Where's the Fat? - by Fred S. Emmite, R.Ph., CDM
A popular commercial aired in 1984 as a slogan for a national fast food hamburger chain, “Where’s the Beef?”
Today, a better question for Americans wanting to eat healthily is “Where’s the Fat?” Does that sound too good to be true? How can that be? I thought we were supposed to avoid fat to be healthy?
Well, not all fats are the same! There are four types of fats commonly found in the American diet and we should really only avoid one of them.
The fat that should be avoided at all cost is the TRANS-FATS. Trans-Fats are partially hydrogenated omega-6 vegetable oils. They include soybean, cottonseed, sunflower, corn, safflower, canola, sesame and peanut oils that have been heated in the presence of oxygen. This is the process that makes margarine, shortening, non-dairy coffee creamers, cooking oils and salad dressings. These fats are deadly and they increase your appetite!
The second types of fats are the omega-6 fats. The include vegetable oils that have not been heated in the presence of oxygen (but if you fry with them you partially hydrogenate these oils), butter, lard and cream. These fats promote inflammation and also increase your appetite. They should be consumed only in moderation.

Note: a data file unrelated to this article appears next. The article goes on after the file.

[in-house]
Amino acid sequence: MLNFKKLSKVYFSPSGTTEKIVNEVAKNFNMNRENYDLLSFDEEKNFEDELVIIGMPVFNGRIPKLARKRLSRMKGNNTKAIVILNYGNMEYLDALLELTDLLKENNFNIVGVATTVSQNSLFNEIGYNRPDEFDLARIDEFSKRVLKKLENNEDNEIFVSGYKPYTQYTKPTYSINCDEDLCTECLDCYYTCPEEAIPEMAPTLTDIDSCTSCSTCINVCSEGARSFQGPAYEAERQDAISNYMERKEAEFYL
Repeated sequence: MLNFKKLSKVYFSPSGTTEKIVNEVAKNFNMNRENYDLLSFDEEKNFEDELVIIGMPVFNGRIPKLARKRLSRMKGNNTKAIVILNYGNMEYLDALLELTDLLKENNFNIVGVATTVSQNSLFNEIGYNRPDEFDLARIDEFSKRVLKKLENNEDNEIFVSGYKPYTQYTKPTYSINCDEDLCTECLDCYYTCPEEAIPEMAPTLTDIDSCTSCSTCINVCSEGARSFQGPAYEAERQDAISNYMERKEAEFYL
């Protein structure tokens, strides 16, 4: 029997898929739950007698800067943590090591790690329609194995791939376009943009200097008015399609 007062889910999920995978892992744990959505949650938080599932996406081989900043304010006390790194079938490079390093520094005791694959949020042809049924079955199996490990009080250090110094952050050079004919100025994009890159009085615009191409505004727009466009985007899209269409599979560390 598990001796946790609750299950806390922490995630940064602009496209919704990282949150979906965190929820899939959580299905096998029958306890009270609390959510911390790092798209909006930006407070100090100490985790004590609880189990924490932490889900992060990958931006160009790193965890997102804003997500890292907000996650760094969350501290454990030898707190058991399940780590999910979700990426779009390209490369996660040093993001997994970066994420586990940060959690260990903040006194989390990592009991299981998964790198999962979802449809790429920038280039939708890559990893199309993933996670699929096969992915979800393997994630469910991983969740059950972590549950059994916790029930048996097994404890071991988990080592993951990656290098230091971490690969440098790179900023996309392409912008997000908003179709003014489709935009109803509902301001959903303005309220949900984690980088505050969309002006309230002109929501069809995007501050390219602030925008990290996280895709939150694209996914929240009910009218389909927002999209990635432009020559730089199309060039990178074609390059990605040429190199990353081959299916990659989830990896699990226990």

The third types of fats are the omega-9 fats. They include olive oil, avocadoes, macadamia nuts and almonds. They are neutral fats and have an appetite reducing effect.
Finally, the fourth types of fat are the omega-3 fats. They include flax and fish oils. They reduce inflammation and can greatly decrease your appetite. Humans can only utilize the fish oils for the purpose of reducing inflammation. If you take fish oil supplements make sure that you ONLY take the purified concentrated form and make sure that the company that sells it tests for contaminants and purity.
So there you have it! Our bodies need healthy fats to make healthy cell membranes it is just that simple. We need fat!
Do not forget that fats are a dense source of calories, so don’t get too carried away with them, but we need about 30% of our calories to come from healthy fats.
So the next time you have a meal or snack the question you should ask is “Where’s the Fat?”
Fred S. Emmite, R.Ph., CDM
7900 Fannin St, Suite 1650
Houston, TX 77054